Shane Battier: He started the majority of games for the Miami Heat in the power forward slot and while he was their frequent starter, the Heat’s lineup was not very “traditional” as the definition would go. Battier stretches the floor and would possibly bring a more calmer environment to the team. He has the same role as Lewis offensively as a spot up shooter, but he’s certainly a better overall defender than him. The problem with Battier at this point of his career is his slow footwork. He’s best guarding a spot up shooter like himself, but the Spurs don’t have anyone to meet that criteria. San Antonio has players who play off the ball and look for their shot, but their frequent moving on offense would bother Battier to say the least. The one upper hand Lewis has on him is his wingspan which can change a shot while he recovers, but that’s about it. It’d be the same offense we saw in Game 1.
Ray Allen: This is the unlikely option, but would be a realistic one depending on Erik Spoelstra’s desperation. This would undoubtedly be Miami’s best offensive lineup with possibly seeing Chris Bosh at the center position and LeBron James at power forward. This lineup would cause huge problems for the Spurs, even if they adjust to it during the game. The downside to this lineup is not only the defensive side of the ball, but the depth of the bench for the Heat would possibly be nothing. Allen is their primary option off the bench and his movement off the ball with helps from screens helps their stars rest a few minutes on the offensive end. The Spurs would stay in the game with this lineup’s defensive liabilities, but they’d quickly counter with a bench unit of Patty Mills, Manu Ginobili, Boris Diaw, and Marco Belinelli. Pop would most likely counter this lineup with possibly starting one of the bench guards, but the second unit would still be trouble for the fatigued starters who’d be in the game to face them or the lackluster talent coming off the bench.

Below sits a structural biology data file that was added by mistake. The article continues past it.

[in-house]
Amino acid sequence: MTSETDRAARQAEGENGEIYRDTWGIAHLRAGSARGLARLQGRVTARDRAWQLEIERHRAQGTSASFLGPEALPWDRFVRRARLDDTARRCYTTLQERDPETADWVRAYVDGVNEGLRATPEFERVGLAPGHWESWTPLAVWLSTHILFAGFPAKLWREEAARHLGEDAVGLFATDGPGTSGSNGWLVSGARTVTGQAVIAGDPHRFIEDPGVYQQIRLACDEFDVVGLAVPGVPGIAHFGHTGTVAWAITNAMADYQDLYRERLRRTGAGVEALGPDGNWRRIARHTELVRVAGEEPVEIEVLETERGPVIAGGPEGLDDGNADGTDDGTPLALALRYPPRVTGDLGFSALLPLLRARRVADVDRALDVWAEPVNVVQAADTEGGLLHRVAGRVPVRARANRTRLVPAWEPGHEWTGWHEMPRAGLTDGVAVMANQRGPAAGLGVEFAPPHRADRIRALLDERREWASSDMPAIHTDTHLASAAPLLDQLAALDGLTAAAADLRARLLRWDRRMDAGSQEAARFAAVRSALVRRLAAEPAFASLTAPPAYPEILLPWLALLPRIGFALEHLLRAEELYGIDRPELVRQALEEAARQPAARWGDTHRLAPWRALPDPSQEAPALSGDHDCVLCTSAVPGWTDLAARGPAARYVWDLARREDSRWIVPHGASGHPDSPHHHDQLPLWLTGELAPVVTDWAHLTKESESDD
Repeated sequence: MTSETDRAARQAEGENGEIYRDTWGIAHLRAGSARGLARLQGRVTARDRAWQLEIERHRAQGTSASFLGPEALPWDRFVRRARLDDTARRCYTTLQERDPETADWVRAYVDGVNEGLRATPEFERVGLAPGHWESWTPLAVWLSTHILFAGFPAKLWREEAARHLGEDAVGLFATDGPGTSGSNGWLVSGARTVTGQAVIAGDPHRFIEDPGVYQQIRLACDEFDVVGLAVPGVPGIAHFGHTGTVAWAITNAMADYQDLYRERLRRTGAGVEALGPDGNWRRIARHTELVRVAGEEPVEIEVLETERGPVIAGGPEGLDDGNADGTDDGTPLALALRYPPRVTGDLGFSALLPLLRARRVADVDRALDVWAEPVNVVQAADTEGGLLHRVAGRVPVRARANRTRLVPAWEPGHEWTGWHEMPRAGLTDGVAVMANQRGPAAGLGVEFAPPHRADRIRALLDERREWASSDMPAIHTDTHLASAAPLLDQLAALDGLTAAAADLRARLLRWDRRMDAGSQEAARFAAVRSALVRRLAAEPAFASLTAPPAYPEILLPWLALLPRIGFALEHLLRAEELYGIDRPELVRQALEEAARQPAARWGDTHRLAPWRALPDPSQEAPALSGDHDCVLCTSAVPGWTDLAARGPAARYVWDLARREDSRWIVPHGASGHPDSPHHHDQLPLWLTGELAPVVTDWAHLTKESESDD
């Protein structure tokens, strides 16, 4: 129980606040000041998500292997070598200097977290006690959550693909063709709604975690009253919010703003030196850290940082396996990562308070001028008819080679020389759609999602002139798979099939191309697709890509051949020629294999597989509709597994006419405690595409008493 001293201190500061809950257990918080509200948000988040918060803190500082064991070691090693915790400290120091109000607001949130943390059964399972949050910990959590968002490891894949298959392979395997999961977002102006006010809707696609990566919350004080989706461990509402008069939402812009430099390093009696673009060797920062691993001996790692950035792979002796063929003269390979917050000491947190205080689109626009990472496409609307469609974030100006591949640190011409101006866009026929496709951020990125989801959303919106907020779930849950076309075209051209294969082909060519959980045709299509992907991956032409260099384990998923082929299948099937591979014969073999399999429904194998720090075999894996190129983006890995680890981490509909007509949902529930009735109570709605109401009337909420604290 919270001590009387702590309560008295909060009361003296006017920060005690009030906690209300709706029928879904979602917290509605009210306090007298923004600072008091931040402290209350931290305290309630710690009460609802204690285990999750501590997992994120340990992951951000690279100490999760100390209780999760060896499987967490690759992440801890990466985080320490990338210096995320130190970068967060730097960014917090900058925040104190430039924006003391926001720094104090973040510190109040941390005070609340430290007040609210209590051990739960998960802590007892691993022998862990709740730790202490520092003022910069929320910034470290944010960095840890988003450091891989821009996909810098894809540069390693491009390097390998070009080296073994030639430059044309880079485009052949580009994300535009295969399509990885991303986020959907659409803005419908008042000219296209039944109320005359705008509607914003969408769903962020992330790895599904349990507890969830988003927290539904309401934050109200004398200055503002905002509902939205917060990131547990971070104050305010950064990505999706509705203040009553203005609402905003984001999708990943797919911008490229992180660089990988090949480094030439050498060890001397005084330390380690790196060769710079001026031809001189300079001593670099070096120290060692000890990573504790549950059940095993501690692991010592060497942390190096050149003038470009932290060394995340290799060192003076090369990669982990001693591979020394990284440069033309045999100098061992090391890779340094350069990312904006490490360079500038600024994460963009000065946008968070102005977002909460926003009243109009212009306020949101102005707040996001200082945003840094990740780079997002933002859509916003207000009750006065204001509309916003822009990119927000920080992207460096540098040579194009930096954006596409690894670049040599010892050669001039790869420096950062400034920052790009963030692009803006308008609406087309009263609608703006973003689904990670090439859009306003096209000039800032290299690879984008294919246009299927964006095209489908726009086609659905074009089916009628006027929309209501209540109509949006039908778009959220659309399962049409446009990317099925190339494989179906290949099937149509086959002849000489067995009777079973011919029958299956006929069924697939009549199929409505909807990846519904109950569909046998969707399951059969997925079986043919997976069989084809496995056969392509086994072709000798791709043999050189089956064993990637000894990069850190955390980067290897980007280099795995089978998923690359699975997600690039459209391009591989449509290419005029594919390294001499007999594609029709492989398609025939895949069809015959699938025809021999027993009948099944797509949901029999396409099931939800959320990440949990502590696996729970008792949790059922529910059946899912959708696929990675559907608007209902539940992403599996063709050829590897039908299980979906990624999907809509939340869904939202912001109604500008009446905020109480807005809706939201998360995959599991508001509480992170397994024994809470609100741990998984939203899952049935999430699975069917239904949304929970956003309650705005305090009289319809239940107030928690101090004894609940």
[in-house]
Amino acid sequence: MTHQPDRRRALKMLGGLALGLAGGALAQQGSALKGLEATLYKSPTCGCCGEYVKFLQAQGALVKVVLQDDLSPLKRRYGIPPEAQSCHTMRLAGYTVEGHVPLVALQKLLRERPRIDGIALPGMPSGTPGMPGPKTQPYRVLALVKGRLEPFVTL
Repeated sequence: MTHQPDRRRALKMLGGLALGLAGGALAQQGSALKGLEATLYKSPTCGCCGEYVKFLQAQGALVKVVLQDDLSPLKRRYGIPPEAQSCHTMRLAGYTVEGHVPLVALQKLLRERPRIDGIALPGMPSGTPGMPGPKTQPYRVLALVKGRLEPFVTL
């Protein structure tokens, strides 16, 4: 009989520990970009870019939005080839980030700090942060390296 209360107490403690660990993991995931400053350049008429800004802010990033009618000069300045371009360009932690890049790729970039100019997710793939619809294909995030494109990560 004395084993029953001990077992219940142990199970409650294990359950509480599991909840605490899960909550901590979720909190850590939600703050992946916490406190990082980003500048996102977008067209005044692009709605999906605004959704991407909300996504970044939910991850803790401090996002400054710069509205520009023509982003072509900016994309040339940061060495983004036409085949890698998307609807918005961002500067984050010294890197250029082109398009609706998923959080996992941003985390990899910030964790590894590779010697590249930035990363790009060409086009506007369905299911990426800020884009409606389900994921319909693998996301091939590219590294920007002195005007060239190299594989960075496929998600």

Did Erik Spoelstra show his best possible lineup in Game 1? That’s debatable but I would say so. They’ll likely stick to the lineup that we saw in the first game with him stressing they “have to make their shots”. The problem is the Spurs move too much on offense for this team and the use of their legs on the defensive end likely wears them out for jump shooting duties.
If Spoelstra started a more traditional lineup, they may have had an advantage going into Game 2 with possible lineup changes and knowing what San Antonio would do from Thursday’s video. Now the Heat are left having their best shooting versatile lineup as a liability and exposed. Any other adjustment would be exposed by the Spurs’ ball movement and speed. Don’t get me wrong, this lineup is a good adjustment against the Pacers, but the Spurs played terrible in the first game and still torched this lineup.
Where does the Heat coach go from here?
What ever it might be, the Spurs will be ready for it because they’ve already taken advantage of their best adjustment.